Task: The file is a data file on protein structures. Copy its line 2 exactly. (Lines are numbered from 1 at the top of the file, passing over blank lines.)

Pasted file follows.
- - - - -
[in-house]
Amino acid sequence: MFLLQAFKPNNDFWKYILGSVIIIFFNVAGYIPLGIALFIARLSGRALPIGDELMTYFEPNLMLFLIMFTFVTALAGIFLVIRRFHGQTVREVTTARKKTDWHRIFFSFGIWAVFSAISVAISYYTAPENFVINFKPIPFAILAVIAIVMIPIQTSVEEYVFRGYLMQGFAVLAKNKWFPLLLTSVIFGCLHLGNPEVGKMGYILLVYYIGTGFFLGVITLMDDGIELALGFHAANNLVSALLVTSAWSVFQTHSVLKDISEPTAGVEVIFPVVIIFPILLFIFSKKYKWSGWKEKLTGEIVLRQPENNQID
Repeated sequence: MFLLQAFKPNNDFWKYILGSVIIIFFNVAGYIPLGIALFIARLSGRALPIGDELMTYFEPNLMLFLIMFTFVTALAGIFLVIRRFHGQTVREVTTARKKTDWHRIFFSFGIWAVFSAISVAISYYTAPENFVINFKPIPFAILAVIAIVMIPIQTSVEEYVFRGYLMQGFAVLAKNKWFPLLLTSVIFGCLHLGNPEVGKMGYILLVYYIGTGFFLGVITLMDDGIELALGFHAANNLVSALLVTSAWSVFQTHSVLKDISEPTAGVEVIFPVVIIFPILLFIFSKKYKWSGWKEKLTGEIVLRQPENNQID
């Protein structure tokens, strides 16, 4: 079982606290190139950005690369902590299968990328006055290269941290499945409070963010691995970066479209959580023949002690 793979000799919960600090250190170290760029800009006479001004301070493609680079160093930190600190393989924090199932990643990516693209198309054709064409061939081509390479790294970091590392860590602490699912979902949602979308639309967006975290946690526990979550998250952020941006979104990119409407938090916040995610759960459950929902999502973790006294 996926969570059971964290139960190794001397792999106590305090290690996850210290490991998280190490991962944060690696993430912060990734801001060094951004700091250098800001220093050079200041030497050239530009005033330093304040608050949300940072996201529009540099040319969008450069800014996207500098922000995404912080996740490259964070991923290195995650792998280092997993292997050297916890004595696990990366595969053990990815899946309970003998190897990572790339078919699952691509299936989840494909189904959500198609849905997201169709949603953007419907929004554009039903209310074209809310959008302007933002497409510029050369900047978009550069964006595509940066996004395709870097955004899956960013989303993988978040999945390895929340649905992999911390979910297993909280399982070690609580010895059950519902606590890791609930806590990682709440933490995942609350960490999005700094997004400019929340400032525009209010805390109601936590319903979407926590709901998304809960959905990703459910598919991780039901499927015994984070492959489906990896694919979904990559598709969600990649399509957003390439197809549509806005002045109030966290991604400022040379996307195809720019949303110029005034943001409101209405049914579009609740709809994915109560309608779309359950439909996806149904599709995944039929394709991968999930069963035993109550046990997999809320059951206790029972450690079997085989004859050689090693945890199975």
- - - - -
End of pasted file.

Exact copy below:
Amino acid sequence: MFLLQAFKPNNDFWKYILGSVIIIFFNVAGYIPLGIALFIARLSGRALPIGDELMTYFEPNLMLFLIMFTFVTALAGIFLVIRRFHGQTVREVTTARKKTDWHRIFFSFGIWAVFSAISVAISYYTAPENFVINFKPIPFAILAVIAIVMIPIQTSVEEYVFRGYLMQGFAVLAKNKWFPLLLTSVIFGCLHLGNPEVGKMGYILLVYYIGTGFFLGVITLMDDGIELALGFHAANNLVSALLVTSAWSVFQTHSVLKDISEPTAGVEVIFPVVIIFPILLFIFSKKYKWSGWKEKLTGEIVLRQPENNQID